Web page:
UPDATE 1-Goldman Sachs could slash CEO bonus amid pressure

* Comp experts think Blankfein will get less than in 2007

* Goldman disputes reports about Blankfein’s $100 mln bonus

* Leaders of trading divisions could see big paydays

(Adds bonuses announcement could come any time)

By Steve Eder

NEW YORK, Feb 1 (BestGrowthStock) – Goldman Sachs Group Inc (GS.N: ) is
likely to slash its chief executive’s bonus from the record $67.9
million he got two years ago, but Lloyd Blankfein’s pay package
could still fuel criticism the bank has been “tone deaf” in its
approach to the financial crisis.

Efforts to deflect criticism and keep regulators at bay has
already prompted Goldman to change its bonus strategy, curbing
compensation in the fourth quarter of 2009 and eliminating cash
bonuses for top managers, instead paying them in stock.

But Goldman still may face a storm of criticism when it
announces the bonuses of its top executives even as it seeks to
trim the headline numbers after a year of record profits. The
announcement could come at any time.

“They have made a number of moves to try to ameliorate the
issues,” said Alan Johnson, a Wall Street compensation consultant.
“I would be shocked if it didn’t have an impact on his and
everybody else’s total.”

Johnson estimated that Blankfein will get a bonus of more than
$40 million for 2009, a year in which Goldman reported record
earnings of $13.39 billion.

That would fall well below the $67.9 million he received in
2007. Blankfein took no bonus in 2008 during the worst of the
financial crisis.

The Times of London reported on Monday that Blankfein could
receive a bonus of up to $100 million, thumbing his nose at
President Barack Obama and his recent crackdown on the banking
industry. The newspaper cited bankers who were in Davos,
Switzerland, for the World Economic Forum as its sources.

Goldman spokesman Lucas van Praag denied the report, calling
it “speculative nonsense,” although he acknowledged that Goldman’s
board had yet to make a final decision on executive compensation.

A separate report in the Wall Street Journal said at least one
unnamed London banker in Davos was willing to wager millions of
pounds that Blankfein, a staunch defender of Wall Street, would be
out of a job within two years — an anecdote that van Praag called
“effluent.”

SIDESTEPPING CONTROVERSY

The reports on Blankfein and Goldman’s quick retorts
underscore the sensitivities at play.

“Underneath that cool exterior, it is apparent that there is
some very great sensitivity at Goldman about executive
compensation these days,” said Scott Tangney, a consultant with
public relations firm Makovsky + Co, who added that he expects
Goldman to pay Blankfein at a lower level than 2007 and other
years.

“Because of the government pressure and the public scrutiny,
it has already forced Goldman to handle executive compensation in
a very different way.”

Goldman last month sidestepped controversy over its ballooning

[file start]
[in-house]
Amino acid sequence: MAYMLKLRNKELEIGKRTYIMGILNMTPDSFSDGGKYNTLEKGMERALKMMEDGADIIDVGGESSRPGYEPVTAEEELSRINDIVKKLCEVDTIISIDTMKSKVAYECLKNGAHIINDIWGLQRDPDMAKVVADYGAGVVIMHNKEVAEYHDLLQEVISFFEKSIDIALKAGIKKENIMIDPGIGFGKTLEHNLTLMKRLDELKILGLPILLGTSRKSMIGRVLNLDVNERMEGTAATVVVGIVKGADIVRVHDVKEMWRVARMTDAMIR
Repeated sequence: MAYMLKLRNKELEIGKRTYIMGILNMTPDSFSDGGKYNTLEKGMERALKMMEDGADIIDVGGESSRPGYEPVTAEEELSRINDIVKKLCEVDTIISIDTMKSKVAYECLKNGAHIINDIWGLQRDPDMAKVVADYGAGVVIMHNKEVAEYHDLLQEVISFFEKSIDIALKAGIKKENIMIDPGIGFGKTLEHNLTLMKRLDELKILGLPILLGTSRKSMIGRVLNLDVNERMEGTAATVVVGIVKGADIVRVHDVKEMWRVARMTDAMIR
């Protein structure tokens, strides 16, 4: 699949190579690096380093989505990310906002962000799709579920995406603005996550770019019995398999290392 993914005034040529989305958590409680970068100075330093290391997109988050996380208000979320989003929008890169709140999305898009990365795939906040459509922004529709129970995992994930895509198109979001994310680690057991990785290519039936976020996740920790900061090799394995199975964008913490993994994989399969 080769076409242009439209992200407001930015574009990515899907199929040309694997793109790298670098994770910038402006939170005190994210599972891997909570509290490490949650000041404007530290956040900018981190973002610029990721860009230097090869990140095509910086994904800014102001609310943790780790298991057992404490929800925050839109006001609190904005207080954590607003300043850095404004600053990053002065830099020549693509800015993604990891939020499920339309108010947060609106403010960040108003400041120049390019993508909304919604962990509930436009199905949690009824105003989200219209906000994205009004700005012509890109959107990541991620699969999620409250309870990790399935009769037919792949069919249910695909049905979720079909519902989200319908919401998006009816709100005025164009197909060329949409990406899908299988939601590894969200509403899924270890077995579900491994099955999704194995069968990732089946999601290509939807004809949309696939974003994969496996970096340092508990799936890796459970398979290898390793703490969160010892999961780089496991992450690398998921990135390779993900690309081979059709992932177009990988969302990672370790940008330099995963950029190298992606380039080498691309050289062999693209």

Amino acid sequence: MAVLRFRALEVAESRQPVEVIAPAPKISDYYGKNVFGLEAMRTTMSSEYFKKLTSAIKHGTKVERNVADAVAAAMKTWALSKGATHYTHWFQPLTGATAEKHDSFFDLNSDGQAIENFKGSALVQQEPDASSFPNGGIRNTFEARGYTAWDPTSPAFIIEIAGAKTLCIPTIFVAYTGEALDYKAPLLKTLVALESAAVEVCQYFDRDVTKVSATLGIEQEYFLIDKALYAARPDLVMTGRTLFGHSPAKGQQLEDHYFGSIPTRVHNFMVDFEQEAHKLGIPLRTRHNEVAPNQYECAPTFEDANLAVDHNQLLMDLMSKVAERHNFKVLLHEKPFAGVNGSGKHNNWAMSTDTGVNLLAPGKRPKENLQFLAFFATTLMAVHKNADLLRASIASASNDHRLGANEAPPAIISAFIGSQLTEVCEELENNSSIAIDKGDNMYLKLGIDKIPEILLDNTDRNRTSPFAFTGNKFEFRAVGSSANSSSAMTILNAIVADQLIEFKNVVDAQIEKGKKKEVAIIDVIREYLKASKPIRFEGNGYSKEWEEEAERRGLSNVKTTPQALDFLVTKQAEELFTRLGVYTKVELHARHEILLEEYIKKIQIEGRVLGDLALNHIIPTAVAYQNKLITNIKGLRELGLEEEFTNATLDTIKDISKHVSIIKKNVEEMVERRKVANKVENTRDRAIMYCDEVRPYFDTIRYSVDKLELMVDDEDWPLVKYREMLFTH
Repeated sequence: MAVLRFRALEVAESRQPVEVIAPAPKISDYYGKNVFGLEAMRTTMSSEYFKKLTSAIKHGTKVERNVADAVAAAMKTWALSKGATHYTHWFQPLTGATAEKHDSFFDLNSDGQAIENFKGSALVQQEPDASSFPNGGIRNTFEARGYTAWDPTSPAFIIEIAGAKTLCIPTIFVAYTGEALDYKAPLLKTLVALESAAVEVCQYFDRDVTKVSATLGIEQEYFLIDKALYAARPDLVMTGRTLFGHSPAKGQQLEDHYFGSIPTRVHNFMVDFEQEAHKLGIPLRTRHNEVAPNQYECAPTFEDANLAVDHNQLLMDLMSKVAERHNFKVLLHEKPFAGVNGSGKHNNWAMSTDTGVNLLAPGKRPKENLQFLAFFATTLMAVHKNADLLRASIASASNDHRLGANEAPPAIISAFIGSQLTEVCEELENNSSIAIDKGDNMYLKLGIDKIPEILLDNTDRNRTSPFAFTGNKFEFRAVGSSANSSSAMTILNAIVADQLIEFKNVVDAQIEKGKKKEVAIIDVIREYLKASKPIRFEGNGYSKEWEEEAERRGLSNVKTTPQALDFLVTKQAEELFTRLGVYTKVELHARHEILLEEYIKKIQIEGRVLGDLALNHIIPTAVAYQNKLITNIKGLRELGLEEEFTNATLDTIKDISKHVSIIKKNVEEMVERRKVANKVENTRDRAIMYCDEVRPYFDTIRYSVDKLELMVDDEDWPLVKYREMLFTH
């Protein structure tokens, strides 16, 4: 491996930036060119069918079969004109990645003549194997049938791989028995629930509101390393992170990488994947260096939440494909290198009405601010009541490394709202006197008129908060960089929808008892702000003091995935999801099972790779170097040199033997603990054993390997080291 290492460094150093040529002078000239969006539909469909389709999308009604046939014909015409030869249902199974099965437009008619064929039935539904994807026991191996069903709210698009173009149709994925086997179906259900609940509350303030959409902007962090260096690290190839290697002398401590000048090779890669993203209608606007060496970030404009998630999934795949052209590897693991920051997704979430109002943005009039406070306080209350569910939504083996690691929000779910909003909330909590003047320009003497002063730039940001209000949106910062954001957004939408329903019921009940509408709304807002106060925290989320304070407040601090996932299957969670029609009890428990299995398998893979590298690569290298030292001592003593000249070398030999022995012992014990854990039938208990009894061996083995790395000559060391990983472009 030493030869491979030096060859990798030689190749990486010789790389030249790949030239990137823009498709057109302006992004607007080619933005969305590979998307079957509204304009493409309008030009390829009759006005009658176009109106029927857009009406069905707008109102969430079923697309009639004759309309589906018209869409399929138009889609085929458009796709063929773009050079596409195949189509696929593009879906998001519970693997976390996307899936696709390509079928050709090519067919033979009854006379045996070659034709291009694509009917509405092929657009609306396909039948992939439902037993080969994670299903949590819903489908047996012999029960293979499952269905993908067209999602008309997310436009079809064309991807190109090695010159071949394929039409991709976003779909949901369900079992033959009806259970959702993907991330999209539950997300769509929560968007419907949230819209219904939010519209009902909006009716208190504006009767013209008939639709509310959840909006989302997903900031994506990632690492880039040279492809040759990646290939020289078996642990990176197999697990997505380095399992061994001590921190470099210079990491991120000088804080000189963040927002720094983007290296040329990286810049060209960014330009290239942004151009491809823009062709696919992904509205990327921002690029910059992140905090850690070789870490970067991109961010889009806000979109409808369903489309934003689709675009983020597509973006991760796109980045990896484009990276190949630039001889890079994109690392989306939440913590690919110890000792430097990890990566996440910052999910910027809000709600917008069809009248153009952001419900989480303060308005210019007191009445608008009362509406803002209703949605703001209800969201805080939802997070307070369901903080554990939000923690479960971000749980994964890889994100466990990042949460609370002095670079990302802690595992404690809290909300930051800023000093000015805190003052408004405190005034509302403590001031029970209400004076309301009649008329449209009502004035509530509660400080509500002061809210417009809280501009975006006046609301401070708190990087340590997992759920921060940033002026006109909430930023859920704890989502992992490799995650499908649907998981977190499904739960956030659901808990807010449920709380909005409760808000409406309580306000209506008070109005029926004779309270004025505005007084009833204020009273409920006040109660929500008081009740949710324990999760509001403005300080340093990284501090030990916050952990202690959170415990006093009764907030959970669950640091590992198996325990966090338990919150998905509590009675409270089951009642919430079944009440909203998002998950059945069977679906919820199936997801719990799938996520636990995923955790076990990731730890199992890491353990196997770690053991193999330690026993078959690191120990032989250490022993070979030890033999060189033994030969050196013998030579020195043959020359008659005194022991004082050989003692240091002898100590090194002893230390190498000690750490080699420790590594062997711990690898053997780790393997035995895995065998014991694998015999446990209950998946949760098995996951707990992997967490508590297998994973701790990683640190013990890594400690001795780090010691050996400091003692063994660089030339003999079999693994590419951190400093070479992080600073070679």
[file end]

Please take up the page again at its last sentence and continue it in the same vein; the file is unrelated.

bonus pool by cutting off compensation after three quarters and
giving $500 million to charity. Before the shift, Goldman was on
pace to surpass its record payout of $20 billion in 2007. But the
actual figure was $16.2 billion.

While political pressure could affect high-profile executives
like Blankfein, it leaves open the possibilities for outsized
paydays for lesser-known executives and star traders who helped
the firm set a record profit in 2009.

In 2008, when most of Wall Street was at death’s door, 953
Goldman employees made at least $1 million apiece, according to a
report by New York Attorney General Andrew Cuomo. There were 21
Goldman employees who made at least $8 million each.

For 2009, executives like David Heller, Harvey Schwartz,
Edward Eisler, and Pablo Salame, all of whom lead units that
oversee bond, stock, currency and commodity sales and trading,
could see mega payouts after the firm reported $23.3 billion in
revenues from fixed income, currency and commodities trading in
2009, up from $3.7 billion in 2008.

Paydays for them of more than $20 million each would not be
surprising, headhunters and recruiters said.

Richard Lipstein, a recruiter at Boyden Global Executive
Search, said he would expect “a huge payout for their stars.”

Goldman’s bonuses are expected to come largely in stock rather
than cash, following a trend on Wall Street to change pay designs
and curb risk-taking.

Still, those changes are likely to fall on deaf ears to an
angry public focused on the big numbers, said Sarah Anderson, a
fellow with the Institute for Policy Studies, which is critical of
Wall Street, and co-author of the recent study “America’s Bailout
Barons.”

“They are claiming to have made changes, but for the ordinary
taxpayers who have contributed very much to the recovery of the
markets, they aren’t seeing it as substantial change,” Anderson
said. “They are seeing it as business as usual.”

Stock Today

(Reporting by Steve Eder; Editing by Phil Berlowitz)

UPDATE 1-Goldman Sachs could slash CEO bonus amid pressure